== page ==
Thursday, March 27, 2014
A couple of years ago, New Hampshire became, as far as I know, the first state that allows jurors to be informed of the right of jury nullification: the power of jurors to render a verdict inconsistent with the evidence (e.g., finding a defendant "not guilty" of possessing a small amount of marijuana despite the evidence proving his guilt beyond a reasonable doubt). Now, it looks like Alaska might follow suit.
According to an article from the Anchorage Daily News,
A House bill promoting the notion that jurors can ignore Alaska's criminal code and let a lawbreaking defendant off the hook had a brief hearing Wednesday in the House Judiciary Committee, then was held for later.
The bill, fostering "jury nullification," has been a bipartisan favorite of some Fairbanks-area House members, with identical versions introduced in 2002 and 2009.
Here is the text of the bill:
A BILL FOR AN ACT ENTITLED
“An Act relating to juries in criminal cases; and providing for an effective date.”
BE IT ENACTED BY THE LEGISLATURE OF THE STATE OF ALASKA:
* Section 1. AS 12.45 is amended by adding a new section to read:
Sec. 12.45.017. Role of jury.
(a) Except as otherwise provided by law, the jury is the exclusive judge of the facts. The jury is bound to receive the law from the court and be governed thereby, except if a jury determines that a defendant is guilty according to the law and that the law is unjustly applied to the defendant, the jury may determine not to apply the law to the defendant and find the defendant not guilty or guilty of a lesser included offense.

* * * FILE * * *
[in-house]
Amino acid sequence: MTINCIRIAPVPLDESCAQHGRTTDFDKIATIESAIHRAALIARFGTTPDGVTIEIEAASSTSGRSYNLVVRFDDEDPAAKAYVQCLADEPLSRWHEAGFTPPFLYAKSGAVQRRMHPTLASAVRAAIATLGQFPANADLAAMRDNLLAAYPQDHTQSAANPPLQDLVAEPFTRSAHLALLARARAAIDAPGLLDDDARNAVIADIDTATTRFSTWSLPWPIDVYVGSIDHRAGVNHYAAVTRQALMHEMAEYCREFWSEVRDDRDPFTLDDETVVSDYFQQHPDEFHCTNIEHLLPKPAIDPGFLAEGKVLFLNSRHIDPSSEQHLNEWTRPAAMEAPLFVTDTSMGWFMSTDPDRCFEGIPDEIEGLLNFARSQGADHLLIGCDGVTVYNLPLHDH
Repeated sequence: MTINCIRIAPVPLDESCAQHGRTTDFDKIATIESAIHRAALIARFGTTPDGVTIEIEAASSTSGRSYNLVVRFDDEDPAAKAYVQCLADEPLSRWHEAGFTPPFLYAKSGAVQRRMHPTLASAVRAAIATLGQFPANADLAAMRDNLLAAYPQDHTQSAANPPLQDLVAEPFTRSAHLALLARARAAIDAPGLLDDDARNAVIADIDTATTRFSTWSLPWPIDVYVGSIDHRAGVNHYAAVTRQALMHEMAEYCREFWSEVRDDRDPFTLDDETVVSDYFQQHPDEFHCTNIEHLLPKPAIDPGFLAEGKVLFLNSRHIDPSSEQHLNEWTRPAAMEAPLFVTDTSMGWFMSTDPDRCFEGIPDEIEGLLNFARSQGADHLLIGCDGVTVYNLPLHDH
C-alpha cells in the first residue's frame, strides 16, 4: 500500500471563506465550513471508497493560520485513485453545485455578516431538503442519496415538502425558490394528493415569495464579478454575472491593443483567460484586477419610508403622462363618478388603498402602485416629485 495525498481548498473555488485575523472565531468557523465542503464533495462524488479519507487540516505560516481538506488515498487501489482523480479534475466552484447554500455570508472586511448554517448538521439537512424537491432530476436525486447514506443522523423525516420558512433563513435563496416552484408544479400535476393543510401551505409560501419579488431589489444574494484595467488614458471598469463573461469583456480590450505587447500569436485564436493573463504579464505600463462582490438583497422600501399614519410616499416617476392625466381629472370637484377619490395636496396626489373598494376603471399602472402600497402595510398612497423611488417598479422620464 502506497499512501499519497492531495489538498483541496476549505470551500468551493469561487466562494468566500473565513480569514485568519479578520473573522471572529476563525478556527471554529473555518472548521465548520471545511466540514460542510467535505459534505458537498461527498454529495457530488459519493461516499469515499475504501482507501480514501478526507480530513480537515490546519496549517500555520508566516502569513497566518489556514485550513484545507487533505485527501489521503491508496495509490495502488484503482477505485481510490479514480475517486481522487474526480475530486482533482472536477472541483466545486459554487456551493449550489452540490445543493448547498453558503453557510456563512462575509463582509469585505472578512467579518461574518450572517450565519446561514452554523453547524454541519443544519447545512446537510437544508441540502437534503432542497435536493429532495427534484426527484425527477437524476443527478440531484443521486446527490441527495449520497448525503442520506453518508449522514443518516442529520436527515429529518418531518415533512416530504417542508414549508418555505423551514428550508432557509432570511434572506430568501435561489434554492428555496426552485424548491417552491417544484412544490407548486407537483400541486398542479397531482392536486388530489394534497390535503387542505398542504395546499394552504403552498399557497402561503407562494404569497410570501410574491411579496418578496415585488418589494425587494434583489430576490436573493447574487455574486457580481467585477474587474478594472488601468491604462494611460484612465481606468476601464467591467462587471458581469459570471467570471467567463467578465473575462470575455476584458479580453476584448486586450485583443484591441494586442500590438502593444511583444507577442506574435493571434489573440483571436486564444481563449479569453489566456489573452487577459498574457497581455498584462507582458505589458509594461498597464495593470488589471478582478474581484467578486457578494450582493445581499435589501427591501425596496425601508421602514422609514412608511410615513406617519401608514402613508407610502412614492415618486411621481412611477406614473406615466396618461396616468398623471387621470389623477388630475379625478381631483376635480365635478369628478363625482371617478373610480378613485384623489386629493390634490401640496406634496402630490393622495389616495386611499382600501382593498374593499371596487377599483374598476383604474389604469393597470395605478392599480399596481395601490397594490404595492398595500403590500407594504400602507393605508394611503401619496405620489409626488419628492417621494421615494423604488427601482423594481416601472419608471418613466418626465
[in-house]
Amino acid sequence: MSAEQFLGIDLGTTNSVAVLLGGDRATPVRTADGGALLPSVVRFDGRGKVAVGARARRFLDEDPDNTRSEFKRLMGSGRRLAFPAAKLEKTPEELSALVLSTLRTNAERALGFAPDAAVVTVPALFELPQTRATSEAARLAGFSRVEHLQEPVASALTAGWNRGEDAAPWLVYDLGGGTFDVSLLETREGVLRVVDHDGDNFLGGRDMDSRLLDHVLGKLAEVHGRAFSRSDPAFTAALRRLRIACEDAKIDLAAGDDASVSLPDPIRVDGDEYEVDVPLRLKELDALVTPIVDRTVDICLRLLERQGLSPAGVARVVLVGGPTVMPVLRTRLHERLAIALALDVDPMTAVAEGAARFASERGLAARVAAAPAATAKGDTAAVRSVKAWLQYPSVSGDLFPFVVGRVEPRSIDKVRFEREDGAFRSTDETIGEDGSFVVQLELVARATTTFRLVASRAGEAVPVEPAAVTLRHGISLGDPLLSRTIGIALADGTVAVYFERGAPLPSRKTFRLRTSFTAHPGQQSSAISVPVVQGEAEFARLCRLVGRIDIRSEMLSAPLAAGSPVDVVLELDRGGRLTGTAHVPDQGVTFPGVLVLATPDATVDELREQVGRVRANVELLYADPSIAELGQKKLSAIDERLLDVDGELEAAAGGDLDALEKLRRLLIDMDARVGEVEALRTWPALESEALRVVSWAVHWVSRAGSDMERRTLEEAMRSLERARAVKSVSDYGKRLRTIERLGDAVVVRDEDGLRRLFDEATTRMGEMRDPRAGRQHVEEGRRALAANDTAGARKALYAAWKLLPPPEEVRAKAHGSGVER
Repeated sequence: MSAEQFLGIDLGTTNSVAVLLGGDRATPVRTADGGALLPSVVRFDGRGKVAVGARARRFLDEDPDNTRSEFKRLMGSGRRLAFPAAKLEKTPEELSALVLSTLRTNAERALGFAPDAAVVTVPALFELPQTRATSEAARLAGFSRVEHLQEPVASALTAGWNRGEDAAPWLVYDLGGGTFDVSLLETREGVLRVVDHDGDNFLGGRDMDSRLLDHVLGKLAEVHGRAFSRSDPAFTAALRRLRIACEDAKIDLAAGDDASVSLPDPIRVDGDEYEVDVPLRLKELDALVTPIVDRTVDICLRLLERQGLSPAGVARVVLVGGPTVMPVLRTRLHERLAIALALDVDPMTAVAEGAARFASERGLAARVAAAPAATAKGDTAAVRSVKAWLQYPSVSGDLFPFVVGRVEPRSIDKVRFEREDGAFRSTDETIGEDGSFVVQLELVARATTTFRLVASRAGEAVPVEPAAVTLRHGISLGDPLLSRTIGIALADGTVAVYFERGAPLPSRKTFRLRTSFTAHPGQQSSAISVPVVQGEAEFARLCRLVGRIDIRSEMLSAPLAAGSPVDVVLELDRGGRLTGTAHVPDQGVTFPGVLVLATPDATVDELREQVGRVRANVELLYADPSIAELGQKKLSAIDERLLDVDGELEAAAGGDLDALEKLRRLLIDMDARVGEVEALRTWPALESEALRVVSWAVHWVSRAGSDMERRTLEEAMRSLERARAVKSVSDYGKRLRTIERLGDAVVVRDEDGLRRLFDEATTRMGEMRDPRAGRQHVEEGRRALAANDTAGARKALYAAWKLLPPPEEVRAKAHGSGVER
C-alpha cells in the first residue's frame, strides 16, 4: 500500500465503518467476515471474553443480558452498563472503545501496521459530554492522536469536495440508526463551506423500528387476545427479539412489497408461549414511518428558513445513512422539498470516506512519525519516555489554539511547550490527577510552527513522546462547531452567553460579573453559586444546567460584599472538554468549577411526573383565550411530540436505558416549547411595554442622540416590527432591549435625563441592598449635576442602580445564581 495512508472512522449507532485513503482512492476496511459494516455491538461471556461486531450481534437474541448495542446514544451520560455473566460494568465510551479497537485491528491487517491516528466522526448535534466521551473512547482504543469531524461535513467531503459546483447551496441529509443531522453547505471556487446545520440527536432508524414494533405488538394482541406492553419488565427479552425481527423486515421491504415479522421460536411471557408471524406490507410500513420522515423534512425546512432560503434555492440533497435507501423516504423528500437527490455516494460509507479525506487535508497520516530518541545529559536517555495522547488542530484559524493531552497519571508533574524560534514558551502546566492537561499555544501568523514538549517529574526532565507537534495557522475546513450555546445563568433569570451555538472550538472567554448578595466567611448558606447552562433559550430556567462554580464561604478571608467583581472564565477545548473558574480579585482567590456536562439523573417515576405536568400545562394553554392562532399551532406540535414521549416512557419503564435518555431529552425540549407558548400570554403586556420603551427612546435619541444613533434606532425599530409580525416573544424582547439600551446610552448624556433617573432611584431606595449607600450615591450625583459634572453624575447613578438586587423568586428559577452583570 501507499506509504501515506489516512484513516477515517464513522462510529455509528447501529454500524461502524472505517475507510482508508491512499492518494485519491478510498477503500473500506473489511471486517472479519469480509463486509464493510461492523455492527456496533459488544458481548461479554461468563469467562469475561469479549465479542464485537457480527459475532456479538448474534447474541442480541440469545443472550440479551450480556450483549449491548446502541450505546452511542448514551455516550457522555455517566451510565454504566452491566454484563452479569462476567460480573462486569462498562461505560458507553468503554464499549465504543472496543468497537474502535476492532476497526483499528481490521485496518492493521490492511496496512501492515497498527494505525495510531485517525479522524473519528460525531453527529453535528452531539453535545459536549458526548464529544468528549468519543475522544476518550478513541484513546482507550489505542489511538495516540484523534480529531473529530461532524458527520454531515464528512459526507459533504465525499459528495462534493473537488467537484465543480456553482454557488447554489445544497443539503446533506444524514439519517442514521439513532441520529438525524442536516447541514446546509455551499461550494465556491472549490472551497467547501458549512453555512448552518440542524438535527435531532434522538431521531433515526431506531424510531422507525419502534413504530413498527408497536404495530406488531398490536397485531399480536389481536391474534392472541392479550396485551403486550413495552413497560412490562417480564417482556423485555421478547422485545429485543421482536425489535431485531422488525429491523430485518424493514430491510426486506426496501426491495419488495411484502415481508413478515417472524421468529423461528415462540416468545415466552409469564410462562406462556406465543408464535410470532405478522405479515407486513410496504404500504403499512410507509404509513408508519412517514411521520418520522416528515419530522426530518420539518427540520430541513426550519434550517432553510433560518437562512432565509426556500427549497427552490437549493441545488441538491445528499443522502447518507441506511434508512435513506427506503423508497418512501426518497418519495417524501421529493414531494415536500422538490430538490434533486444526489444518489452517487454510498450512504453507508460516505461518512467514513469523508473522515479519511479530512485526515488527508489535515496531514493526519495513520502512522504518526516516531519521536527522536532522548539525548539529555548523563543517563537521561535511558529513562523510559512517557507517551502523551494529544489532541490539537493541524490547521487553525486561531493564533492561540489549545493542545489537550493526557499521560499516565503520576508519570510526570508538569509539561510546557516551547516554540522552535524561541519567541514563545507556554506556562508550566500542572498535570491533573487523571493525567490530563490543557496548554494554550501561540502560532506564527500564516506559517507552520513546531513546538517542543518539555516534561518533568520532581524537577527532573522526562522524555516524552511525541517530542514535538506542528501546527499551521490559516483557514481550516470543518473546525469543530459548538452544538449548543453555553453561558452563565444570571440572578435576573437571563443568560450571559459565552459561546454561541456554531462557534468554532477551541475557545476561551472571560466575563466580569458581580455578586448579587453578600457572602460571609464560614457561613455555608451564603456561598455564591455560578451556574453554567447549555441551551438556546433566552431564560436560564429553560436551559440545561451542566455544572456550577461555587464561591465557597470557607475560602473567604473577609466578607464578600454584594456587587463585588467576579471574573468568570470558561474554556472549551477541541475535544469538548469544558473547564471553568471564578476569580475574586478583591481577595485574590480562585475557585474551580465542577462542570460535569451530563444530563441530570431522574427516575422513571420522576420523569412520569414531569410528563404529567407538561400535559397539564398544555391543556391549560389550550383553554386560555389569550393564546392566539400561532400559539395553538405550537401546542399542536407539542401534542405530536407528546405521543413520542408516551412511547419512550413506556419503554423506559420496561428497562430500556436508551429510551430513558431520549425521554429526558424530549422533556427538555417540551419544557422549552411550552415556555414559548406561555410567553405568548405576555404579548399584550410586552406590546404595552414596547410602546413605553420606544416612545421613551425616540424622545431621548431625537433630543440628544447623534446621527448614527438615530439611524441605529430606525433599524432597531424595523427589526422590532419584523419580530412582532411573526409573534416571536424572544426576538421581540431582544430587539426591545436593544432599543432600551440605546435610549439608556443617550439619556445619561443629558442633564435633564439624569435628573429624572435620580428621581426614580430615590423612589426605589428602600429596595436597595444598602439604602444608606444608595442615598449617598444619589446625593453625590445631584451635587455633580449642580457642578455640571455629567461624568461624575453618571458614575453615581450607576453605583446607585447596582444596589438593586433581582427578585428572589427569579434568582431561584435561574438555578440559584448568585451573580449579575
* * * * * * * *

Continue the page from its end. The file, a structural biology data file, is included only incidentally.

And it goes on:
(b) A defendant has the right to inform the jury of the jury’s power to judge the just application of the law and to vote on the verdict according to conscience. Failure to allow the defendant to inform the jury of the jury’s power is grounds for a mistrial.
(c) Notwithstanding any other law, the court shall allow the defendant to present to the jury, for its consideration, evidence and testimony relevant to the exercise of the jury’s power under this section.
(d) The state may rebut any evidence introduced under this section with evidence of a similar nature.
(e) This section applies only to an action tried to a jury under applicable criminal law. This section does not create a right to a jury.
(f) A potential juror may not be excused or disqualified from serving on a jury because the juror expresses a willingness to exercise a power granted to the jury under this section.
* Sec. 2. The uncodified law of the State of Alaska is amended by adding a new section to
APPLICABILITY. This Act applies to juries impaneled on or after the effective date
of this Act.
* Sec. 3. This Act takes effect immediately under AS 01.10.070(c).